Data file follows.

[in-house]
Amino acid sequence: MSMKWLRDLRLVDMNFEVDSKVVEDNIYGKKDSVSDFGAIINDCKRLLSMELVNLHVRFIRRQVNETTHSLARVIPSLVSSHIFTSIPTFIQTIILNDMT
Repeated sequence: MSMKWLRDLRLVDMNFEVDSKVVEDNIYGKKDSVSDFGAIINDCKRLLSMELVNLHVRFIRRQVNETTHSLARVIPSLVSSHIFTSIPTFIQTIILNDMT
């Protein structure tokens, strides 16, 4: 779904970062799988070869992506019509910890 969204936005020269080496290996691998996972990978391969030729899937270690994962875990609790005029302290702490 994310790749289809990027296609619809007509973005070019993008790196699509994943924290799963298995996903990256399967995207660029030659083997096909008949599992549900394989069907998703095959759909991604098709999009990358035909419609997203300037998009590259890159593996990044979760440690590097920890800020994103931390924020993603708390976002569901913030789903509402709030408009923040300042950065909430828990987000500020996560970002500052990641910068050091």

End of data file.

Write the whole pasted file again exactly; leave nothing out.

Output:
[in-house]
Amino acid sequence: MSMKWLRDLRLVDMNFEVDSKVVEDNIYGKKDSVSDFGAIINDCKRLLSMELVNLHVRFIRRQVNETTHSLARVIPSLVSSHIFTSIPTFIQTIILNDMT
Repeated sequence: MSMKWLRDLRLVDMNFEVDSKVVEDNIYGKKDSVSDFGAIINDCKRLLSMELVNLHVRFIRRQVNETTHSLARVIPSLVSSHIFTSIPTFIQTIILNDMT
């Protein structure tokens, strides 16, 4: 779904970062799988070869992506019509910890 969204936005020269080496290996691998996972990978391969030729899937270690994962875990609790005029302290702490 994310790749289809990027296609619809007509973005070019993008790196699509994943924290799963298995996903990256399967995207660029030659083997096909008949599992549900394989069907998703095959759909991604098709999009990358035909419609997203300037998009590259890159593996990044979760440690590097920890800020994103931390924020993603708390976002569901913030789903509402709030408009923040300042950065909430828990987000500020996560970002500052990641910068050091």